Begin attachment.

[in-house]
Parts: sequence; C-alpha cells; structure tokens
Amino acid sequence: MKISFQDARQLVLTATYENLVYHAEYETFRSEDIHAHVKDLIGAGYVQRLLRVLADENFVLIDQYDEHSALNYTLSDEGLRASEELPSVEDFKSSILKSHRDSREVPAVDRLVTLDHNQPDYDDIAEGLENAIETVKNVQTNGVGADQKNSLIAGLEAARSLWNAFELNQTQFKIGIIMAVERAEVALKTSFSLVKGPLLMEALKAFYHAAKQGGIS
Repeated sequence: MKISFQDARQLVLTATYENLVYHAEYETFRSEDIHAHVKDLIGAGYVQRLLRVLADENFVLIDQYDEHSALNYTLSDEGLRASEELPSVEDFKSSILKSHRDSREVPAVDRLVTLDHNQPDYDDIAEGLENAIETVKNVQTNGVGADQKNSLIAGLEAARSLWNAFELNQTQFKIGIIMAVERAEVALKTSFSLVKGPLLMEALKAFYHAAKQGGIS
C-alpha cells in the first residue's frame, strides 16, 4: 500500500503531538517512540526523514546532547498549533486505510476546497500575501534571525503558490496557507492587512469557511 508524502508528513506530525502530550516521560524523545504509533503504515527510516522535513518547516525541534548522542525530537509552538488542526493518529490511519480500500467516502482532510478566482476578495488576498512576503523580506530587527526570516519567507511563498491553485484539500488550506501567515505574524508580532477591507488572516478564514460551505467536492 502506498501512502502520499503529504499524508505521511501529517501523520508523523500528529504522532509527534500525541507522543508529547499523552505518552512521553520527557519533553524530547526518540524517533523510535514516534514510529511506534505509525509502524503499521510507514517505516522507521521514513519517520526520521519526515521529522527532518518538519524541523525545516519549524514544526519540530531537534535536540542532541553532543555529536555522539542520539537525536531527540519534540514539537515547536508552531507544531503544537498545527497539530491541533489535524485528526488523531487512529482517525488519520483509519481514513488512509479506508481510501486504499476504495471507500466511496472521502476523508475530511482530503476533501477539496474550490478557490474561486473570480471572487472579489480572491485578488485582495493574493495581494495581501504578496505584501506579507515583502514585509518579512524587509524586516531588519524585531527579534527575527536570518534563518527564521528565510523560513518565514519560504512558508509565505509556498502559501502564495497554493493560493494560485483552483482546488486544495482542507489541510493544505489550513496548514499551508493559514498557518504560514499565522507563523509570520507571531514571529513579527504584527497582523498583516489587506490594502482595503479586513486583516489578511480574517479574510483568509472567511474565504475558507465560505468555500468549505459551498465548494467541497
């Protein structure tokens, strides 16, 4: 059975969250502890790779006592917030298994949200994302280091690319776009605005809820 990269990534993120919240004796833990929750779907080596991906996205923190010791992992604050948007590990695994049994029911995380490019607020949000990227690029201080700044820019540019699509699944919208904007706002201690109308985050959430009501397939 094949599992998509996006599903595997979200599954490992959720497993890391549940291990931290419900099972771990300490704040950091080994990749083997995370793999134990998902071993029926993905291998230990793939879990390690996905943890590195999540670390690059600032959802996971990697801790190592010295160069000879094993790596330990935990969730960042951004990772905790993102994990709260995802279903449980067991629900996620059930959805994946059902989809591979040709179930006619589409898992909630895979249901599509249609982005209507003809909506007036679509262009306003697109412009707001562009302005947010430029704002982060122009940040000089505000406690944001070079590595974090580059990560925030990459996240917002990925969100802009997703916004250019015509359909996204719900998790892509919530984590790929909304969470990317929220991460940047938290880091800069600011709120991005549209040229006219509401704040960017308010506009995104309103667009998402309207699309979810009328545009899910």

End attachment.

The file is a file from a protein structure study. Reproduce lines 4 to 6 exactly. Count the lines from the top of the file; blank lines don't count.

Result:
Repeated sequence: MKISFQDARQLVLTATYENLVYHAEYETFRSEDIHAHVKDLIGAGYVQRLLRVLADENFVLIDQYDEHSALNYTLSDEGLRASEELPSVEDFKSSILKSHRDSREVPAVDRLVTLDHNQPDYDDIAEGLENAIETVKNVQTNGVGADQKNSLIAGLEAARSLWNAFELNQTQFKIGIIMAVERAEVALKTSFSLVKGPLLMEALKAFYHAAKQGGIS
C-alpha cells in the first residue's frame, strides 16, 4: 500500500503531538517512540526523514546532547498549533486505510476546497500575501534571525503558490496557507492587512469557511 508524502508528513506530525502530550516521560524523545504509533503504515527510516522535513518547516525541534548522542525530537509552538488542526493518529490511519480500500467516502482532510478566482476578495488576498512576503523580506530587527526570516519567507511563498491553485484539500488550506501567515505574524508580532477591507488572516478564514460551505467536492 502506498501512502502520499503529504499524508505521511501529517501523520508523523500528529504522532509527534500525541507522543508529547499523552505518552512521553520527557519533553524530547526518540524517533523510535514516534514510529511506534505509525509502524503499521510507514517505516522507521521514513519517520526520521519526515521529522527532518518538519524541523525545516519549524514544526519540530531537534535536540542532541553532543555529536555522539542520539537525536531527540519534540514539537515547536508552531507544531503544537498545527497539530491541533489535524485528526488523531487512529482517525488519520483509519481514513488512509479506508481510501486504499476504495471507500466511496472521502476523508475530511482530503476533501477539496474550490478557490474561486473570480471572487472579489480572491485578488485582495493574493495581494495581501504578496505584501506579507515583502514585509518579512524587509524586516531588519524585531527579534527575527536570518534563518527564521528565510523560513518565514519560504512558508509565505509556498502559501502564495497554493493560493494560485483552483482546488486544495482542507489541510493544505489550513496548514499551508493559514498557518504560514499565522507563523509570520507571531514571529513579527504584527497582523498583516489587506490594502482595503479586513486583516489578511480574517479574510483568509472567511474565504475558507465560505468555500468549505459551498465548494467541497
């Protein structure tokens, strides 16, 4: 059975969250502890790779006592917030298994949200994302280091690319776009605005809820 990269990534993120919240004796833990929750779907080596991906996205923190010791992992604050948007590990695994049994029911995380490019607020949000990227690029201080700044820019540019699509699944919208904007706002201690109308985050959430009501397939 094949599992998509996006599903595997979200599954490992959720497993890391549940291990931290419900099972771990300490704040950091080994990749083997995370793999134990998902071993029926993905291998230990793939879990390690996905943890590195999540670390690059600032959802996971990697801790190592010295160069000879094993790596330990935990969730960042951004990772905790993102994990709260995802279903449980067991629900996620059930959805994946059902989809591979040709179930006619589409898992909630895979249901599509249609982005209507003809909506007036679509262009306003697109412009707001562009302005947010430029704002982060122009940040000089505000406690944001070079590595974090580059990560925030990459996240917002990925969100802009997703916004250019015509359909996204719900998790892509919530984590790929909304969470990317929220991460940047938290880091800069600011709120991005549209040229006219509401704040960017308010506009995104309103667009998402309207699309979810009328545009899910």